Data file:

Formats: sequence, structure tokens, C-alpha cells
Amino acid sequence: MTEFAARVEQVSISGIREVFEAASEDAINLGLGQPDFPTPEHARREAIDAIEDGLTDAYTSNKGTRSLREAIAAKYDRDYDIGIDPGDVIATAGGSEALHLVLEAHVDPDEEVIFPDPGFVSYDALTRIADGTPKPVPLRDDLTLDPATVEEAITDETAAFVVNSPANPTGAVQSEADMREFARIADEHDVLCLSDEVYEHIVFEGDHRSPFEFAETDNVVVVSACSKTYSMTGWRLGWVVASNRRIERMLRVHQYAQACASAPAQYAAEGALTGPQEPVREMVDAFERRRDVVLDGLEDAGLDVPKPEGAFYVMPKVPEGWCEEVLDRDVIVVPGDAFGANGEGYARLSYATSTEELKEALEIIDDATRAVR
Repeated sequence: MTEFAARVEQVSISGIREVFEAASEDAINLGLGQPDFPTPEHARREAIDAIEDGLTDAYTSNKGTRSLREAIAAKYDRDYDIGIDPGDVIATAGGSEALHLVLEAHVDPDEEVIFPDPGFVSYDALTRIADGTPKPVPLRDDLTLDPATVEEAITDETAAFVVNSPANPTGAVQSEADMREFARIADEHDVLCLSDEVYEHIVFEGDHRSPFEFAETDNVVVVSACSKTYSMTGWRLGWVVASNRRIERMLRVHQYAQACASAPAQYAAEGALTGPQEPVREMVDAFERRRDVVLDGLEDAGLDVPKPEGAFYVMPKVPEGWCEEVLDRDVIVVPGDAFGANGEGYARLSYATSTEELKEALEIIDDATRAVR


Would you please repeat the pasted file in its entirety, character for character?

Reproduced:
Formats: sequence, structure tokens, C-alpha cells
Amino acid sequence: MTEFAARVEQVSISGIREVFEAASEDAINLGLGQPDFPTPEHARREAIDAIEDGLTDAYTSNKGTRSLREAIAAKYDRDYDIGIDPGDVIATAGGSEALHLVLEAHVDPDEEVIFPDPGFVSYDALTRIADGTPKPVPLRDDLTLDPATVEEAITDETAAFVVNSPANPTGAVQSEADMREFARIADEHDVLCLSDEVYEHIVFEGDHRSPFEFAETDNVVVVSACSKTYSMTGWRLGWVVASNRRIERMLRVHQYAQACASAPAQYAAEGALTGPQEPVREMVDAFERRRDVVLDGLEDAGLDVPKPEGAFYVMPKVPEGWCEEVLDRDVIVVPGDAFGANGEGYARLSYATSTEELKEALEIIDDATRAVR
Repeated sequence: MTEFAARVEQVSISGIREVFEAASEDAINLGLGQPDFPTPEHARREAIDAIEDGLTDAYTSNKGTRSLREAIAAKYDRDYDIGIDPGDVIATAGGSEALHLVLEAHVDPDEEVIFPDPGFVSYDALTRIADGTPKPVPLRDDLTLDPATVEEAITDETAAFVVNSPANPTGAVQSEADMREFARIADEHDVLCLSDEVYEHIVFEGDHRSPFEFAETDNVVVVSACSKTYSMTGWRLGWVVASNRRIERMLRVHQYAQACASAPAQYAAEGALTGPQEPVREMVDAFERRRDVVLDGLEDAGLDVPKPEGAFYVMPKVPEGWCEEVLDRDVIVVPGDAFGANGEGYARLSYATSTEELKEALEIIDDATRAVR